Together, I pray, we can continue (or begin) to move toward a better understanding of what trauma survivors contend with. Sometimes daily. Sometimes rarely. We are all different. All on a journey. And all at different stages in the journey. Sometimes we loop back and have to regain ground.

For non-survivors to seek to understand is helpful. And the ‘more healed’ survivors to remember when they were in that place of trauma and triggers is crucial. Recently a survivor said to me, “The healed survivors can be the most cruel”. At first I agreed, and I still get the point that was being made. But in hindsight I had to ask, “‘then are they truly as healed as they say they are?” ….or are they possibly avoiding rather than healing.

In any case, we need a better understanding of trauma, collectively, if we are going to be effective at all in helping survivors and stopping the epidemic.

As always…

~ T ~

***  See below: early ‘concert only’ registration for abuse survivors Nov. 2, 2019. ***

After discovering that there are enough funds to cover approximately 17 sessions of counselling, the young woman who was assaulted at age 7 wrote amid tears of appreciation

When I gave you permission to share my journal entries, I never ever expected such kindness, understanding, and love from complete strangers. And certainly not monetary help for counseling. A simple “Thank you” doesn’t cut it. I believe it is, in part, an answer to my desperate prayer to be whole. I wish I could thank each person who contributed in person, but since I can’t, I will do what I can: I promise to pass it along to some other survivor some day.”

It has been encouraging to see ‘the church’ enter into her story and care for her well-being in word, prayer, and helping with costs. Thank you for contributing. Every bit helps, as this is will require ongoing support. If you wish to contribute, you may do so through the following link: Support for Rape Survivor.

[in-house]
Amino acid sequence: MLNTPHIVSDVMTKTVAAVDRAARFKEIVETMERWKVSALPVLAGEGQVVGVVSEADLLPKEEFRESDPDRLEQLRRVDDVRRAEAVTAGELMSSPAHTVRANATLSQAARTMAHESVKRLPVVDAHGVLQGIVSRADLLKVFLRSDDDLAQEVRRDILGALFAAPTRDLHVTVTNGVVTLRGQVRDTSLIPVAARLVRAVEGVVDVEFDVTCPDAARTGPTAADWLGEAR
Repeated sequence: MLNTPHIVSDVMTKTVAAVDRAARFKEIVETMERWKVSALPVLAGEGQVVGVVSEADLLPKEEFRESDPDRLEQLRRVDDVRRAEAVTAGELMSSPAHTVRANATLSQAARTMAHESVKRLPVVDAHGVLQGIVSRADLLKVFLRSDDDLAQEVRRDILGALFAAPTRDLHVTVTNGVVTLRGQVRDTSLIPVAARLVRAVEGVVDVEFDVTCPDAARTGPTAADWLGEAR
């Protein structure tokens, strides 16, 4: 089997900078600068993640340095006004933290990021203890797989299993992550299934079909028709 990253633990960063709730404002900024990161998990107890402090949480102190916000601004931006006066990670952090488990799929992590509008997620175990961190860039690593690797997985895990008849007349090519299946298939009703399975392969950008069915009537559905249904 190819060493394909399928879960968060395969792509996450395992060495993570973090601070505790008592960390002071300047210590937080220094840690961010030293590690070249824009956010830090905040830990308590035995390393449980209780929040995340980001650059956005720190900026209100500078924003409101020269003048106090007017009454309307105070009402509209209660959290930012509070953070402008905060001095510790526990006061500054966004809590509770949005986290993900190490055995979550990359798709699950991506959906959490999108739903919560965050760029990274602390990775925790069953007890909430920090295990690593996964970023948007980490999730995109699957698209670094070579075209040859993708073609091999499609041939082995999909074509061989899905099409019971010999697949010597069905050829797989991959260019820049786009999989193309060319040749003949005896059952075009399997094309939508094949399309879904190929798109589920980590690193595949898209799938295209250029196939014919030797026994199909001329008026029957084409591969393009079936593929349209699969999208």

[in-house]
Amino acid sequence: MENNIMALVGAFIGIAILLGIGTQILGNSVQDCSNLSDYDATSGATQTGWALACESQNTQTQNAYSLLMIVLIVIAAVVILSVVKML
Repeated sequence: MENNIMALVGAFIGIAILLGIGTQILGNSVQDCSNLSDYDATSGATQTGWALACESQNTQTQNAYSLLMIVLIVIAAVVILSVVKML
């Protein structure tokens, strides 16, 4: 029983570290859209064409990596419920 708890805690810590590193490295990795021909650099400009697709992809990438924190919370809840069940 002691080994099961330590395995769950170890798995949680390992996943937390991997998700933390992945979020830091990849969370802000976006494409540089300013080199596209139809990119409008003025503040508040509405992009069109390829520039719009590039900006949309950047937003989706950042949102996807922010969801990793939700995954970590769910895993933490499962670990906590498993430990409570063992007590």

Thank you! God bless you all!


(ENDS AUGUST 1, 2019)
One of the things we are working toward November 2, 2019, at  THE GATHERING, is creating a place where we collectively invite God into our grief.  It is exclusively for Anabaptist survivors of sexual abuse, and their trusted support persons to join together for a day of acknowledging the generations of suffering. We will cry out to God, together. The invitation is to ‘come as you are’ in your raw brokenness, if that’s where you’re at, or in your healed togetherness. The itinerary is simple. It isn’t about ‘who’ or ‘how’; it is about Jesus and a safe place to meet, to heal another layer, together.

NOTE: Anyone over 18 who sexually assaulted someone – whether child or other adult – is not welcome. This does not mean they are not forgiven if they have repented. It means victims should not fear being confronted with the source of their trauma on such a vulnerable day. Security guards will be present to remove any who show up and are identified as offenders by the victims.